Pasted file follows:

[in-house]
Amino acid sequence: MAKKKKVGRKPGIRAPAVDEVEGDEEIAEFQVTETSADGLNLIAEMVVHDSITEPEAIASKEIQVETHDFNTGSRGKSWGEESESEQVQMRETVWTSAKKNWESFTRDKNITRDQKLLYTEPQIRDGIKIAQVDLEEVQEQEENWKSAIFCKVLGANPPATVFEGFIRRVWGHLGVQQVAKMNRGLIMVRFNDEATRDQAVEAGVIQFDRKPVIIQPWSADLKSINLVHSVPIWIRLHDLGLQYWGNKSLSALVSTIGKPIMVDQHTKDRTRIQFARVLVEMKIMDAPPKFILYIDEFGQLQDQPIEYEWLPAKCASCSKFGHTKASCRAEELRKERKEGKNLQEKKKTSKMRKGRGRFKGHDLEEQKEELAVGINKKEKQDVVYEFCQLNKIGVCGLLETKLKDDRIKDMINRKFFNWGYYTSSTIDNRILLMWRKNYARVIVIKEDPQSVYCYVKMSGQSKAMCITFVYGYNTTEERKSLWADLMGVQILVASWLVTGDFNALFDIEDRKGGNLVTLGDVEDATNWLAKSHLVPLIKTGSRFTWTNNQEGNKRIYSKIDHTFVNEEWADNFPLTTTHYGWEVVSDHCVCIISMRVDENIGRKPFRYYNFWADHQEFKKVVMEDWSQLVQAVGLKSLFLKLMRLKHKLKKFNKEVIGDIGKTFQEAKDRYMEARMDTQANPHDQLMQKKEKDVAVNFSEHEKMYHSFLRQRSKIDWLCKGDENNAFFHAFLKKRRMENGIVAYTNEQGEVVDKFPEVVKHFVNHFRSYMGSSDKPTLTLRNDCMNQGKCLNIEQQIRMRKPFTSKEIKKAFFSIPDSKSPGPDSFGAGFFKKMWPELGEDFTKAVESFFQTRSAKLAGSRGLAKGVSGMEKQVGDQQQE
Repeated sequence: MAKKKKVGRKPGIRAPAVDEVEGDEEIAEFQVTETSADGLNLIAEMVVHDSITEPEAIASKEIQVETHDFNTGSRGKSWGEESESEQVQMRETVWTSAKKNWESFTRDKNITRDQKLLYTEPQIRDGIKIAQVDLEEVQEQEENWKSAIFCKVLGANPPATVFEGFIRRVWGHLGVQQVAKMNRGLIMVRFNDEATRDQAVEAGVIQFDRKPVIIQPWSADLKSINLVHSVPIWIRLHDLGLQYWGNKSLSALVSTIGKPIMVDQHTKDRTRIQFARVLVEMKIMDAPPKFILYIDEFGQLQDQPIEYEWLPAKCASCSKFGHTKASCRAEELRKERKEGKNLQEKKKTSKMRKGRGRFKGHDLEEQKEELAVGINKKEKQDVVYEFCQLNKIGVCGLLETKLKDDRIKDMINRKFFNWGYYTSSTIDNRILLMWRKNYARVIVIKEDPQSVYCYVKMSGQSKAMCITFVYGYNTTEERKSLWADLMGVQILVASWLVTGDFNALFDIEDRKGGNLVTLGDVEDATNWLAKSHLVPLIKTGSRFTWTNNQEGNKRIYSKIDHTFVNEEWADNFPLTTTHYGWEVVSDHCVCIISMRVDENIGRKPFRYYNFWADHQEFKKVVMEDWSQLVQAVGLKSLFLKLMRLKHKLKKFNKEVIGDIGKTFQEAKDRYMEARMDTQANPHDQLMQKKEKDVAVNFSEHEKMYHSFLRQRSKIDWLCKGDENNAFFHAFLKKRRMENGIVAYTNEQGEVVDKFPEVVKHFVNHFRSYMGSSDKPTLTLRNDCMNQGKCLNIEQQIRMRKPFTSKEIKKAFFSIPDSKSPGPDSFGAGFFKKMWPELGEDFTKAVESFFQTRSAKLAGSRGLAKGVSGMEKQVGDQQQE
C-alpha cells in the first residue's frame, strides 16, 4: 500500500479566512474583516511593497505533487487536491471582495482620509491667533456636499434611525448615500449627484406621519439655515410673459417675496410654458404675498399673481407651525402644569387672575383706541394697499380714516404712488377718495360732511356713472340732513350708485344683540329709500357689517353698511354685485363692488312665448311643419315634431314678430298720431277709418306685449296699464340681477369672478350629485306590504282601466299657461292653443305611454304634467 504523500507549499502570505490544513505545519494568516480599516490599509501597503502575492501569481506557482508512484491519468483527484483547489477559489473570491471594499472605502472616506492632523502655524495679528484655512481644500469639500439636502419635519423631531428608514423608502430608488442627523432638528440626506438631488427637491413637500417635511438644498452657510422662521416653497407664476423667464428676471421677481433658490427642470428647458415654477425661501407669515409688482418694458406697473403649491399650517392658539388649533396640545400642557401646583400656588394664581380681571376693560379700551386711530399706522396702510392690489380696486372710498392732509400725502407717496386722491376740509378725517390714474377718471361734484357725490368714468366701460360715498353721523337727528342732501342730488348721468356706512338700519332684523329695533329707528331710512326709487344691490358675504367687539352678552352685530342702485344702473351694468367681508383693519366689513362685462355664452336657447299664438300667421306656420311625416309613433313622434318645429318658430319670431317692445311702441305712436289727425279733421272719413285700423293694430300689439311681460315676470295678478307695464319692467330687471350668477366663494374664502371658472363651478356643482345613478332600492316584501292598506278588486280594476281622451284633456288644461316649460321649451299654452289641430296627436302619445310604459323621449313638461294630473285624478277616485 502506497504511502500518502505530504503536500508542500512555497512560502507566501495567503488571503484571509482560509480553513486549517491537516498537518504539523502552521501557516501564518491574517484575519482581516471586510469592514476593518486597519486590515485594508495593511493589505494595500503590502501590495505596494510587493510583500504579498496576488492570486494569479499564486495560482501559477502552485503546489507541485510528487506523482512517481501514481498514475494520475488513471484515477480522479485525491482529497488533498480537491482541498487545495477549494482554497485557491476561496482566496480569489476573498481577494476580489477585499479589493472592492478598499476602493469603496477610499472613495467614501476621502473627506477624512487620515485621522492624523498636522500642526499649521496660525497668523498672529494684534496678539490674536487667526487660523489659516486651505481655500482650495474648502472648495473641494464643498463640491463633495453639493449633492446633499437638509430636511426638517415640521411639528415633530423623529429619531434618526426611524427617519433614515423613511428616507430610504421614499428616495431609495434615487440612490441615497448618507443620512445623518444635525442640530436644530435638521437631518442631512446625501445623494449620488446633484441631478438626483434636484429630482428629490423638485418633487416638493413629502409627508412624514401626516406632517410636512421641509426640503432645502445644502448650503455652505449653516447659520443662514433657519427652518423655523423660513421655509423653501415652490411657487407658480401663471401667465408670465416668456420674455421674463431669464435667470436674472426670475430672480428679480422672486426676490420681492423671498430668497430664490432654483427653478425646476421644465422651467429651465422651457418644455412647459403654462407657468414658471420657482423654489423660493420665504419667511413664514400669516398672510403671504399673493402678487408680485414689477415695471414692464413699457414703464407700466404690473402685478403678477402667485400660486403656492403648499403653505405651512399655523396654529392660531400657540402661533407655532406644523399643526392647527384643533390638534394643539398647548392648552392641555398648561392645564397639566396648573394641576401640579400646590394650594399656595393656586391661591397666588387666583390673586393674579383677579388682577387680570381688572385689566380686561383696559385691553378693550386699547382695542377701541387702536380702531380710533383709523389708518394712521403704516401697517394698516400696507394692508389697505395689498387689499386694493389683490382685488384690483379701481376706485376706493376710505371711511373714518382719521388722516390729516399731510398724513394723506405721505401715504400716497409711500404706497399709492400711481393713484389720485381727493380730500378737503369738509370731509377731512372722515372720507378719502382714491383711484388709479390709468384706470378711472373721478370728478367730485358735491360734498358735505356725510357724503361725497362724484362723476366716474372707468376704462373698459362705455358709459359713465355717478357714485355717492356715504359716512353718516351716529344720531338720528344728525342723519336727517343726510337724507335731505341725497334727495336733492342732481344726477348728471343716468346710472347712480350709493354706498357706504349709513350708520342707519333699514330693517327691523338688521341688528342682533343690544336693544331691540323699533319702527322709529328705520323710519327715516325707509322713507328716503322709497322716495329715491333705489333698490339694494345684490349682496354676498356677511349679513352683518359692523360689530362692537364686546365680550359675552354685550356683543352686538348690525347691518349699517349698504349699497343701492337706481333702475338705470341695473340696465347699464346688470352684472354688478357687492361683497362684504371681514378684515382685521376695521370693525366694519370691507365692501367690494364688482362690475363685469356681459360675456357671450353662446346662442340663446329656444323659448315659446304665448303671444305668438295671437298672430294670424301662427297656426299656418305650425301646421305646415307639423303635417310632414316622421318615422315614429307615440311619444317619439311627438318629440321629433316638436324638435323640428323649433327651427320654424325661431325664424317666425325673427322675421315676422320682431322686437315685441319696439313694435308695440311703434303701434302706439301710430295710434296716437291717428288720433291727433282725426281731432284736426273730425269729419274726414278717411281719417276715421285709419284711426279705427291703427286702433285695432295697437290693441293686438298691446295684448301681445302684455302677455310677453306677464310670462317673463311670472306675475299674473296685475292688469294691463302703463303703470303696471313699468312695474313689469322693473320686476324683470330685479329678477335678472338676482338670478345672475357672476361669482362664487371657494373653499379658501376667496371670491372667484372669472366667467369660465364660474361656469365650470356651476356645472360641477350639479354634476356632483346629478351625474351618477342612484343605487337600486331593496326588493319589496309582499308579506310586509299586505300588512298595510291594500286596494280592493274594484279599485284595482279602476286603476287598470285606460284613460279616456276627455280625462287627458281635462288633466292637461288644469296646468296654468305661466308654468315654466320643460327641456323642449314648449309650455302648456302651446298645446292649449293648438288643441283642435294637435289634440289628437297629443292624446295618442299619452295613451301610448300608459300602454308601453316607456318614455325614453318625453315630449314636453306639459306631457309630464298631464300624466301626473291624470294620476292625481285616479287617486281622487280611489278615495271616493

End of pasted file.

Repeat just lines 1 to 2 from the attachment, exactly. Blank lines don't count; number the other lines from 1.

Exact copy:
[in-house]
Amino acid sequence: MAKKKKVGRKPGIRAPAVDEVEGDEEIAEFQVTETSADGLNLIAEMVVHDSITEPEAIASKEIQVETHDFNTGSRGKSWGEESESEQVQMRETVWTSAKKNWESFTRDKNITRDQKLLYTEPQIRDGIKIAQVDLEEVQEQEENWKSAIFCKVLGANPPATVFEGFIRRVWGHLGVQQVAKMNRGLIMVRFNDEATRDQAVEAGVIQFDRKPVIIQPWSADLKSINLVHSVPIWIRLHDLGLQYWGNKSLSALVSTIGKPIMVDQHTKDRTRIQFARVLVEMKIMDAPPKFILYIDEFGQLQDQPIEYEWLPAKCASCSKFGHTKASCRAEELRKERKEGKNLQEKKKTSKMRKGRGRFKGHDLEEQKEELAVGINKKEKQDVVYEFCQLNKIGVCGLLETKLKDDRIKDMINRKFFNWGYYTSSTIDNRILLMWRKNYARVIVIKEDPQSVYCYVKMSGQSKAMCITFVYGYNTTEERKSLWADLMGVQILVASWLVTGDFNALFDIEDRKGGNLVTLGDVEDATNWLAKSHLVPLIKTGSRFTWTNNQEGNKRIYSKIDHTFVNEEWADNFPLTTTHYGWEVVSDHCVCIISMRVDENIGRKPFRYYNFWADHQEFKKVVMEDWSQLVQAVGLKSLFLKLMRLKHKLKKFNKEVIGDIGKTFQEAKDRYMEARMDTQANPHDQLMQKKEKDVAVNFSEHEKMYHSFLRQRSKIDWLCKGDENNAFFHAFLKKRRMENGIVAYTNEQGEVVDKFPEVVKHFVNHFRSYMGSSDKPTLTLRNDCMNQGKCLNIEQQIRMRKPFTSKEIKKAFFSIPDSKSPGPDSFGAGFFKKMWPELGEDFTKAVESFFQTRSAKLAGSRGLAKGVSGMEKQVGDQQQE